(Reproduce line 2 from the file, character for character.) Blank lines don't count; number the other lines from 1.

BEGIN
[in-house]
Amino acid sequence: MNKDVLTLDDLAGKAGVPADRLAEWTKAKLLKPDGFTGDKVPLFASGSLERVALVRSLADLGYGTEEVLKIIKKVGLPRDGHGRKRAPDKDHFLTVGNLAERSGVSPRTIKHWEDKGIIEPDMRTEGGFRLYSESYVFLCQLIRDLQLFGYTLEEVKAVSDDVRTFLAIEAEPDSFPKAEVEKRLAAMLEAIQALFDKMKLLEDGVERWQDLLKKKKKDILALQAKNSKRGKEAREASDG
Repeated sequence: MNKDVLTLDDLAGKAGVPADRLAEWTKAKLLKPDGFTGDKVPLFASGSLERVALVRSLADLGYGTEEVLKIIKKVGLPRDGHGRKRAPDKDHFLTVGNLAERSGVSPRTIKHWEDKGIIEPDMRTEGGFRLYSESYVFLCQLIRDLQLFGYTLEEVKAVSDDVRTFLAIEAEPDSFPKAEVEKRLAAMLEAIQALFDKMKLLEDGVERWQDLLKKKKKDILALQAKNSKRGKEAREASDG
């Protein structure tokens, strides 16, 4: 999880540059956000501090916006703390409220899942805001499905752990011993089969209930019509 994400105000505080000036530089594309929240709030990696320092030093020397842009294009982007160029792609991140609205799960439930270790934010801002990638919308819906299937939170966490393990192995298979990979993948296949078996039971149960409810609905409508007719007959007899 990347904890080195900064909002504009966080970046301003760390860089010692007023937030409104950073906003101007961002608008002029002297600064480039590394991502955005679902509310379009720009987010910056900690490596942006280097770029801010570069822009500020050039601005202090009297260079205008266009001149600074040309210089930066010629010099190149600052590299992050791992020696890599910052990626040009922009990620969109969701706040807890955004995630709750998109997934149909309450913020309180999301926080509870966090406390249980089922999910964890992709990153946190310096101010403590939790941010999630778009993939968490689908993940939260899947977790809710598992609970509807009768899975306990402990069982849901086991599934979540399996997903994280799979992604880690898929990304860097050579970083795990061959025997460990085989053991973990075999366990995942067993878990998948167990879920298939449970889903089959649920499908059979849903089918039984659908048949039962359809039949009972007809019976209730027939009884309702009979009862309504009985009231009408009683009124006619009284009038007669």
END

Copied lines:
Amino acid sequence: MNKDVLTLDDLAGKAGVPADRLAEWTKAKLLKPDGFTGDKVPLFASGSLERVALVRSLADLGYGTEEVLKIIKKVGLPRDGHGRKRAPDKDHFLTVGNLAERSGVSPRTIKHWEDKGIIEPDMRTEGGFRLYSESYVFLCQLIRDLQLFGYTLEEVKAVSDDVRTFLAIEAEPDSFPKAEVEKRLAAMLEAIQALFDKMKLLEDGVERWQDLLKKKKKDILALQAKNSKRGKEAREASDG